‘‘That is what dear Father Kino said. How brave he was. Madre, do you know that when a young man he loved a beautiful girl above his station in wealth as well as rank, and his sorrow and disappointment brought upon him a dreadful illness, and that when he recovered he vowed to devote his life to what he so poetically called us, 'the children of the American Desert?'’’

‘‘He never told me of his past life, my child.’’

‘‘And, madre, he spoke of it as the mercy and goodness of God, to take him from his own narrow life, which his own happiness would have made for him, and giving him such a wide beautiful field with us.’’

‘‘It is hard, child, for the young to feel that way. I think the dear padre was always a saint.’’

‘‘He knows I am happy now; he said that

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love was well and holy where it leads to a happy marriage, and, madre, I am to be his wife. Was there ever joy like mine, madre mio?’’ and into her eyes came the love-lit beauty of youth and happiness.

Early that afternoon Captain Carillo rode out to see Manuelita. A letter from his father had reached him the evening before, enclosing a six months leave of absence, with permission for him to return to Spain, and he was to leave in two or three weeks, or as soon as another officer could be sent from head-quarters to take his command.

‘‘I cannot tell you, my darling, how much I hate to leave you,’’ he said, folding her tenderly in his arms.

It was the first intimation Manuelita had received of the possibility of a separation; in thinking of her marriage she had of course expected to go to the presidio with him, and rejoiced in it, in that it would enable her to have Catiche with her and to see Brother Ramirez often. She knew that he would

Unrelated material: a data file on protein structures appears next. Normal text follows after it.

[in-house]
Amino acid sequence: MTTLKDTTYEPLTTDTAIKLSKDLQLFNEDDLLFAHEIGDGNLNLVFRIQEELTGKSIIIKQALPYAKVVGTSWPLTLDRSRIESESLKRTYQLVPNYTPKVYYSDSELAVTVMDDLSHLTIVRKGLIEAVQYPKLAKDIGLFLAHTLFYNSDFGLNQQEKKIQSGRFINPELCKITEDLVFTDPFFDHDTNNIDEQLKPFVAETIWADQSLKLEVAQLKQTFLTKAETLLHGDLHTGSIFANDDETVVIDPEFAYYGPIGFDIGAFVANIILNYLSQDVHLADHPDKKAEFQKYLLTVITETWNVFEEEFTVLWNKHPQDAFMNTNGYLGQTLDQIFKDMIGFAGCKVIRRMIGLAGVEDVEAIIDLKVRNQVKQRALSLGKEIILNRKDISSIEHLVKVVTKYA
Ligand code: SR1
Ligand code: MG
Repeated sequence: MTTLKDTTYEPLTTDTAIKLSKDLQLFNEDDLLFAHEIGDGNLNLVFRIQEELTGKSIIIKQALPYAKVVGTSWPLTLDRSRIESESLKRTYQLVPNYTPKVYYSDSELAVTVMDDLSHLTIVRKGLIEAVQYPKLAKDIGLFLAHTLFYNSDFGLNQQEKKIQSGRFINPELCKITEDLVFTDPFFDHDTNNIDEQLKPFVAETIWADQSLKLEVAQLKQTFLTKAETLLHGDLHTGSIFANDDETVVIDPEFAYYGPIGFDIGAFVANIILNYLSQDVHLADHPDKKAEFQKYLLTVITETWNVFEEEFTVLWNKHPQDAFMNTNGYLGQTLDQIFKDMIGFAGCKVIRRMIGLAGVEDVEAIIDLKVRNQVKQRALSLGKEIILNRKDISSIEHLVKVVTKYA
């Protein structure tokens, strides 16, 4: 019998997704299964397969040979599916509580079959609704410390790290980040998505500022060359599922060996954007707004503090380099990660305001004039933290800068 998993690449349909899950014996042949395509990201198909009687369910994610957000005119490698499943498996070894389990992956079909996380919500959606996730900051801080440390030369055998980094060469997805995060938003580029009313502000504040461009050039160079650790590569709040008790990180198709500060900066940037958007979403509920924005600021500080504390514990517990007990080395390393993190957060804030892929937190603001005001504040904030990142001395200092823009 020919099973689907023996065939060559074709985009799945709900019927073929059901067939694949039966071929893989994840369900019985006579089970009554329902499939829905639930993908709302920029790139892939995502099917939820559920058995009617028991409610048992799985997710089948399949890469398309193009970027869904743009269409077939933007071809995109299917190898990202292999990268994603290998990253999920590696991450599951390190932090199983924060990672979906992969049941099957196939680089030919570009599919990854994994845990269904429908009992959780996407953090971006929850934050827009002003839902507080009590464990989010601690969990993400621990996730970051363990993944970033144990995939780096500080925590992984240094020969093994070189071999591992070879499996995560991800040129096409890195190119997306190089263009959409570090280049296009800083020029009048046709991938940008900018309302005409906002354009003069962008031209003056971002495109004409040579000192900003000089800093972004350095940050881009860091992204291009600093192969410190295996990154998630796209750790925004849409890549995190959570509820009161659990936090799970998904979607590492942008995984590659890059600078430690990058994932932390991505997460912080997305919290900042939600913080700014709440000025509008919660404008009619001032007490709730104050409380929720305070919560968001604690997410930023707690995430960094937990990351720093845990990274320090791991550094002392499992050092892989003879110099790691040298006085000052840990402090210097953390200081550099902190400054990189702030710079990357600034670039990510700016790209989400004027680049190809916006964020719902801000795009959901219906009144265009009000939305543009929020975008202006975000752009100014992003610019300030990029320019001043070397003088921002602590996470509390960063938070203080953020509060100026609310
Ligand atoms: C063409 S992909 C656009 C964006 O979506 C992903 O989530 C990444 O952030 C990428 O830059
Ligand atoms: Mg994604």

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ultimately return to Spain, but that was in the future—she would of course go with him and take Catiche with her. She was stunned by the intelligence of his early departure.

‘‘I have so short a time to remain with you now, that Brother Ramirez must let me see my darling every day,’’ he continued.

‘‘To be absent six months,’’ she gasped, ‘‘oh, what may not happen in so long a time?’’

‘‘Why, nothing that shall separate me longer from you, Manuelita. You will write me by every opportunity, and when I return it will be nevermore to leave you—you will be mine forever and ever.’’

‘‘I shall feel and fear every evil in your absence,’’ she said gently.

‘‘But love must know no absence—you must have me so constantly in your heart, as you will be in mine, that my presence will always be felt. You will think of me each hour, and when I return you will become my dear little wife.’’